The Best Small Towns for a Fall Getaway

These seven U.S. towns are perfect places to welcome the fall season.

Fall Leaves and Tree-lined Sidewalk in Manchester Village Vermont
Photo: Robert_Ford/Getty Images

The arrival of autumn, whether signaled by the calendar or a chill in the air, creates a restless feeling, often cured by a vacation, even if it's just a long weekend somewhere new. Aside from being an antidote to that seasonal itch, fall travel is convenient because of smaller crowds at the airport and on the road.

Experiencing the change of seasons in a new place is fun, whether you're ready to jump into colder weather or you're trying to extend summer a bit by finding somewhere warm. You may have noticed that small towns have been popular destinations lately. For some travelers, it's the pleasure of nostalgia; for others, it's simply the ease of encountering fewer tourists.

Here are a few "off the beaten path" small towns to explore. Several are near other interesting destinations, and some are destinations all their own. All are perfect small towns to welcome the fall season.

Cashiers, North Carolina

Fall colored trees in Cashiers, North Carolina
Stacy Redmon/Courtesy of Shadow of the Bear ­

Located in western North Carolina's Jackson County high on a plateau in the Blue Ridge Mountains, Cashiers is a quiet village of fewer than 1,000 residents, but the population swells in summer and fall when visitors come to enjoy the mild weather, hiking trails, waterfalls, boating, golf, and outdoor activities. Town life centers around The Village Green, a 13.2 acre park offering botanical gardens, art displays, walking paths, and seasonal events. Fall weather is mild, and leaf peepers who visit to witness the vibrant fall colors get a special treat with the nearby "Shadow of the Bear," when, for just 30 minutes a day, the shadows creep over the mountains and form the shape of a bear.

Cape May, New Jersey

Southern Mansion in Cape May, NJ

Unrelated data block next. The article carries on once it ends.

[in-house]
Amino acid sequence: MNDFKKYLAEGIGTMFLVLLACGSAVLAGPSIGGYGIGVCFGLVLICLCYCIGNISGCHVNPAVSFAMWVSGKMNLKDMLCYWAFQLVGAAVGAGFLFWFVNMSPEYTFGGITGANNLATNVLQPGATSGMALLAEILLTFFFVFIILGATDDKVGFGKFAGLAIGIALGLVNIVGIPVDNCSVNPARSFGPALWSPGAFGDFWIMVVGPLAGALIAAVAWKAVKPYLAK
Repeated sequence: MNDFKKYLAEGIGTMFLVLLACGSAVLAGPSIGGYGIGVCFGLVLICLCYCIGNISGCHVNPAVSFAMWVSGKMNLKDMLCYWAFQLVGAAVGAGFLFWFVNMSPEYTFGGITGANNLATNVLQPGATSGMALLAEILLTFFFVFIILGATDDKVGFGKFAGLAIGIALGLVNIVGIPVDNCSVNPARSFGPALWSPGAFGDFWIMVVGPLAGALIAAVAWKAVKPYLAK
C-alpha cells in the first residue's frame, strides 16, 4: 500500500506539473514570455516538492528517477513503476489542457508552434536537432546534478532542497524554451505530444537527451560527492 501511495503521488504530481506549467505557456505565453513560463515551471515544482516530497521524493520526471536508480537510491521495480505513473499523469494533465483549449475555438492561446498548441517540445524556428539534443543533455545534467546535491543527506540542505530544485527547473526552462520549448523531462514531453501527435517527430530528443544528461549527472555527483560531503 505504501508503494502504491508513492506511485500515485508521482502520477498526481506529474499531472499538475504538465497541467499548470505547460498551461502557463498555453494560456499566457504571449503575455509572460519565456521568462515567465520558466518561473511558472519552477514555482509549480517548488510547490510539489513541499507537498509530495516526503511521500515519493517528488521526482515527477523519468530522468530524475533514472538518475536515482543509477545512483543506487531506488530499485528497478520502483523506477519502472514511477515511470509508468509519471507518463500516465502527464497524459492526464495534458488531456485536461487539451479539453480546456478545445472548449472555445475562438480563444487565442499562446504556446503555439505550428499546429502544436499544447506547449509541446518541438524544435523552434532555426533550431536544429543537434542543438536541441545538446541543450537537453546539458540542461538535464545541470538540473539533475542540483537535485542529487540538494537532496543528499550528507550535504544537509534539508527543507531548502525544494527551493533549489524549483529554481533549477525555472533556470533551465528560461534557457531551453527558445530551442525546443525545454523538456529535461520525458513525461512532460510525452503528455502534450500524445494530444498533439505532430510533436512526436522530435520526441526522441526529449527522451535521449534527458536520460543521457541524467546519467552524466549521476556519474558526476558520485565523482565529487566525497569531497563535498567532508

Courtesy of New Jersey Division of Travel and Tourism

Summer crowds have gone, leaving the historic Victorian-style seaside town for the fortunate few who call it home or drop by for an autumnal visit. With nearly 600 well-preserved Victorian buildings, the city is a National Historic District as well as a perfect beach town with a promenade for strolling or biking, along with myriad restaurants serving excellent local seafood. Visitors can tour the historic district, climb the Cape May lighthouse, sip wine at Cape May Winery, or browse Washington Street Mall, the local town square full of shopping, dining, and entertainment. For special fun, plan a visit around Sherlock Holmes Weekend, around mid- to late- October, and join the festivities, including performances and hunts for clues.

Bardstown, Kentucky

Old log schoolhouse cabin in historic Bardstown, KY, USA
wanderluster/Getty Images

Fall weather is mild in this part of Kentucky, but if evenings get a bit brisk, there's always a glass of bourbon to take away the chill. Kentucky's second-oldest city, Bardstown was first settled in 1780. Nearly 200 buildings in the historic downtown district are listed on the National Register of Historic Places, including a 1779 stagecoach stop that today is the Old Talbott Tavern, the oldest bourbon bar in the world. Since the 18th century, bourbon has been central to Bardstown, home of the annual Kentucky Bourbon Festival. In fact, along with Covington and Frankfort, Bardstown is part of a collaboration called Come Find Bourbon. These quaint towns offer some of the most respected bourbon distilleries in the world as well as restaurants, pubs, diners, boutique hotels, and of course, distillery tours and tastings.